Weeks before the show I had planned on going with the intent of crossing off a few images from my list. The Warbird Heritage Foundations(WHF) A-4 Skyhawk and the US Navy West Coast Super Hornet Demo team from VFA-122 “Flying Eagles” based out of NAS Lemoore were my main reasons for going. I wanted to get an image of WHFs Skyhawk during its photo pass. The Gary show did give me yet another crack at get that front ¾ full cone shot during Super Hornets high-speed pass if conditions were right.

I almost don’t go to this show. At the time, I was living in Naperville, Illinois and the morning of the show it was straight and solid over at home along with the weather for Gary, Indiana did not look promising. With questionable weather, I was seriously considering not going until my good friend called me to ask if I was going. He told me he was going and he felt that we would be ok weather wise. Being not too thrilled about the weather, I pack up my gear and headed off to Gary. If anything, I could see and hang out with buddy doing what we both enjoy despite the weather conditions.

The drive over I was hoping for better weather but the farther east I drove but it wasn’t looking any better. And was disappointed with mother nature. Come show day, its overcast time! But as I got closer to Gary, the overcast was breaking up and had patches of blue here and there. By the time I reached Marquette Park, where show was being held, I was shocked to see the sky was clear and blue. Now excited for the show, I scrambled to find parking and call my buddy. Who had gotten there before I did and told me where to go to find him on the beach. He had pick out a spot to the left of show center to shoot from. The show opened with the US Army Golden Knight parachute team jumping in the flag as the National anthem with being sung. After a few other acts, the WHF A-4 Skyhawk did its demo but due to the where the show line was, the tiny A-4 looked even smaller in view finder during its photo pass.  Was a little bummed out about the Skyhawk’s photo pass but I did finally cross that shot off my list later in the season at NAS Oceana.

So, after seeing the Super Hornet demo so many times, the routine become familiar. The demo starts with the dirty roll. During the roll, the landing gear is retracted followed by a vertical reposition for the next pass. At the bottom the repositioning, there is a hard pitch up and is a good chance to get some vapor on the leading-edge extensions. Back to level flight, lite the afterburners for the minimal radius turn. Exiting the minimal radius turn, hard pull into the tail stand. Top of the tail stand, the stick is shoved forward and the ass end of the hornet abruptly rises and the aircraft levels out. Exit right to position for high-speed pass. You know what’s coming. So, quickly check setting, looking to check to see if there anything that going to get in the way of the shot. Other photographers, people walking by, anything to screw up the next 10 seconds. Quickly move if needed, lenses up, focus on the Super hornet as it approaches, take a breath, get calm and focused and start shooting. I hate the saying “spray & pray”. For me, its mindless shooting away, hoping to capture something, instead having the mindset and skill to stay calm and shoot you subject when it is suitable. Yes, you have to shoot in continues shooting to capture any fast action and be able to keep the auto focus point on your subject all the while panning. The funny thing is I did not see the vapor cone form at all. None of it, not a single frame. Remember, when shooting the mirror sways up and blocks the view finder so the sensor can exposure the scene.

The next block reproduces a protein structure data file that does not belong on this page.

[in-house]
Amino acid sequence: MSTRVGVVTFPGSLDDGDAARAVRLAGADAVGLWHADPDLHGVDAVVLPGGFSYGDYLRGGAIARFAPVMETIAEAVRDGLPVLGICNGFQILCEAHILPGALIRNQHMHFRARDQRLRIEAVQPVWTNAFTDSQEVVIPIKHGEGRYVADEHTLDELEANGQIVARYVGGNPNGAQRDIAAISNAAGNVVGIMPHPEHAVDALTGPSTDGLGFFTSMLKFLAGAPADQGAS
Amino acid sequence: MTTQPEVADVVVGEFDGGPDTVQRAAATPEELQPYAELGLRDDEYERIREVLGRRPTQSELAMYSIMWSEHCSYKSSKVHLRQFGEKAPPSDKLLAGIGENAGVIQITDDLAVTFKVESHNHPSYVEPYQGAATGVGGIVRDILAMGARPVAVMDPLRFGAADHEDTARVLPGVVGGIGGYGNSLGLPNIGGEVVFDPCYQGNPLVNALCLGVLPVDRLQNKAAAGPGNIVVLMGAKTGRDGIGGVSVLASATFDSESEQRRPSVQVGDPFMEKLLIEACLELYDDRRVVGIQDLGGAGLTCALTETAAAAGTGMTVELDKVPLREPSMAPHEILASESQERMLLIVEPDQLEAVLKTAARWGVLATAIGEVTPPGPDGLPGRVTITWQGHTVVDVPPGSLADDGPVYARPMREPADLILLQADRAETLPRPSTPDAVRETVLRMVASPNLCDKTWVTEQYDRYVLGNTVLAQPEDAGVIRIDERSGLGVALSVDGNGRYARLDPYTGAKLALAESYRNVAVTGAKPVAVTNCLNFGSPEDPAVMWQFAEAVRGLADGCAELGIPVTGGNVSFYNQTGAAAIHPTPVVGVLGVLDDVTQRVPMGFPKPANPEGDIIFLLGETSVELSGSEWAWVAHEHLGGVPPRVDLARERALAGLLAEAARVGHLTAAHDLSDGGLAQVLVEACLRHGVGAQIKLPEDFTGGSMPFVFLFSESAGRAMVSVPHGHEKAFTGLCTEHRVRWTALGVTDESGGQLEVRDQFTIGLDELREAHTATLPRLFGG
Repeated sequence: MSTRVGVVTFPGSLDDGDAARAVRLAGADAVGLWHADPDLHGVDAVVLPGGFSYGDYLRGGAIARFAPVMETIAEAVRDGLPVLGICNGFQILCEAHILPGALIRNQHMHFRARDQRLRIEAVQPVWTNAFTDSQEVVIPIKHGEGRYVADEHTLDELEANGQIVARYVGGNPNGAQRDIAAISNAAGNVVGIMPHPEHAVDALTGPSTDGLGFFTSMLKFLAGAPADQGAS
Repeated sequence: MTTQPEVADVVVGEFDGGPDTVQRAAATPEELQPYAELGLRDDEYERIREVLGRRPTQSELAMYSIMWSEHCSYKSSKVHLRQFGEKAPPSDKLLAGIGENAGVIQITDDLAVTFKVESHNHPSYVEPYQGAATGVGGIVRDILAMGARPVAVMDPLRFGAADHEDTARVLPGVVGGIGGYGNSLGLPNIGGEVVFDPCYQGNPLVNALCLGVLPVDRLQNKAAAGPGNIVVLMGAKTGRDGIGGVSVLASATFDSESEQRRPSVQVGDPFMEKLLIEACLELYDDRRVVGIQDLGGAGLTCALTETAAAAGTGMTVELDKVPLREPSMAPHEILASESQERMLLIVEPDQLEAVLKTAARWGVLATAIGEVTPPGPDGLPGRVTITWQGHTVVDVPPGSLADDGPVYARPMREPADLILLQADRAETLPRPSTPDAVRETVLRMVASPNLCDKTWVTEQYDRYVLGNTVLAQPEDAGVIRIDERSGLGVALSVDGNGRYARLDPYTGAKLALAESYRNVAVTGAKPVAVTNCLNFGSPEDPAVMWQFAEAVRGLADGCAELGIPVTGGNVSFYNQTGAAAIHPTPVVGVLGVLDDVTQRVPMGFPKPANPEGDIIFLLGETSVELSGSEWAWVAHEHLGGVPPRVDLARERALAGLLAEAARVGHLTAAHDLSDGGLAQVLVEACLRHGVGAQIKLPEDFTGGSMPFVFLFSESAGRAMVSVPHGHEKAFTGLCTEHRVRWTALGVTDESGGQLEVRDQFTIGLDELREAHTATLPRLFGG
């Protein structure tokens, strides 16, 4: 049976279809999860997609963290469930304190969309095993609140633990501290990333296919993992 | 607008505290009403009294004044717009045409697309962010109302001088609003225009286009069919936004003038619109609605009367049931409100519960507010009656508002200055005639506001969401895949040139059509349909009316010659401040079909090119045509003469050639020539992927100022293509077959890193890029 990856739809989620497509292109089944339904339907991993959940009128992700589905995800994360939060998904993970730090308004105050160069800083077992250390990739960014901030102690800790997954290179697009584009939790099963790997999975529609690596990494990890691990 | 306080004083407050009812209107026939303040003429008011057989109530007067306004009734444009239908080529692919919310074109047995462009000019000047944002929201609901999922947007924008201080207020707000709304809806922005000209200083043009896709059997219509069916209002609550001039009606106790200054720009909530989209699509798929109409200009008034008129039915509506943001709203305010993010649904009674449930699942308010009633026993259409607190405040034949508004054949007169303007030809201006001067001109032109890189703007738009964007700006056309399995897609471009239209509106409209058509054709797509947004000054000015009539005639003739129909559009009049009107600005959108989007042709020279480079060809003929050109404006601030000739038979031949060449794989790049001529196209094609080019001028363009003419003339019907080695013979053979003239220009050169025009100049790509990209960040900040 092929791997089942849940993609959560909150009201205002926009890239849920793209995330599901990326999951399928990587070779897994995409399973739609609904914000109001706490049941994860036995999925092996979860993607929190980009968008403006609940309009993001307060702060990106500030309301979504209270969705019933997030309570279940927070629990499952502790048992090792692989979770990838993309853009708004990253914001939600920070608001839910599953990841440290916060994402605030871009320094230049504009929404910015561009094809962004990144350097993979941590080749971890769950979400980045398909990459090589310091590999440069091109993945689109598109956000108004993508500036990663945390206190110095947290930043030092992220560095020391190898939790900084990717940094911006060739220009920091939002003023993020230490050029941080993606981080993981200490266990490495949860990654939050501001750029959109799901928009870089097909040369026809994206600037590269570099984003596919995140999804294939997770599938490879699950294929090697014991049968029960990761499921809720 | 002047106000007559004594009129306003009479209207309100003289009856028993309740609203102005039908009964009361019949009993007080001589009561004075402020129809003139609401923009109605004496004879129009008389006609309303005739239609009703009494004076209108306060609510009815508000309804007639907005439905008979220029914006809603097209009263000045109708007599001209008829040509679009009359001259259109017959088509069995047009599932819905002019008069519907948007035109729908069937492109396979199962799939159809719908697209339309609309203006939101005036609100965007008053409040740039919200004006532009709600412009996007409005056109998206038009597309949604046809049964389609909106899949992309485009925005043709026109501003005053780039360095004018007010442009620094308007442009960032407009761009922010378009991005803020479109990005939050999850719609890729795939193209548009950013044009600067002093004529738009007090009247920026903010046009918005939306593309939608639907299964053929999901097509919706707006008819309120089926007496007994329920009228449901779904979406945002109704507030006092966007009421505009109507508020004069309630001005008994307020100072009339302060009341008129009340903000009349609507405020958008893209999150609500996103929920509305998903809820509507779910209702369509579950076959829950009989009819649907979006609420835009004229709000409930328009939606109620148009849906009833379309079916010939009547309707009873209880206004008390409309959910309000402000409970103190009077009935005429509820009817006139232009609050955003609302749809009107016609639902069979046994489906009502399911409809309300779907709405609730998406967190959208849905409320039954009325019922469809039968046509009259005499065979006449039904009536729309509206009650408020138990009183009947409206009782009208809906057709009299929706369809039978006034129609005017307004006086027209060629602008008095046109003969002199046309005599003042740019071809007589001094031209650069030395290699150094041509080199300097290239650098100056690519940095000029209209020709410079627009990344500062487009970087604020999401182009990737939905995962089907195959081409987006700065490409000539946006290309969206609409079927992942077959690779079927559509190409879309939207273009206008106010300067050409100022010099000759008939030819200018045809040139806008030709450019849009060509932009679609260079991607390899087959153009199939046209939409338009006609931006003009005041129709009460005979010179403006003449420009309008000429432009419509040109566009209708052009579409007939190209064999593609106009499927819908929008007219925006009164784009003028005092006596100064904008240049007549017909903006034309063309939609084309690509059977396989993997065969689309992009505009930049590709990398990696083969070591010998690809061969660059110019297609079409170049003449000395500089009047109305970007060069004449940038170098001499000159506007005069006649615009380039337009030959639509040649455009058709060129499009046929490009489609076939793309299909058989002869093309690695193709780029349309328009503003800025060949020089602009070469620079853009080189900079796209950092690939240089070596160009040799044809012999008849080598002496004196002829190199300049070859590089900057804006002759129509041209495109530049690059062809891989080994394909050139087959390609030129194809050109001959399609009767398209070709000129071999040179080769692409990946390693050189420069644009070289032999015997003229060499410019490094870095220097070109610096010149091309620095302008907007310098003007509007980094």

11years and 16 shows

EXIF data

Date: 7/12/2015 11:35am

Model: Canon 7D Mark II

Len attached:  Canon 500mm F/4.5L USM

Exposure program: Aperture priority

Shooting modes: High-speed continues @ 10FPS with AI Servos

ISO speed: 100

Exposure time: 1/1600th second

F stop: F/4.5

Shot handheld

Here’s the 9 frames from the West Coast Super Hornet demo, VFA-122 “Flying Eagles” Based at NAS Lemoore, High-speed pass at the Gary South Shore Airshow in 2015.

Great location, Great sky and Great humidity. Link to view full size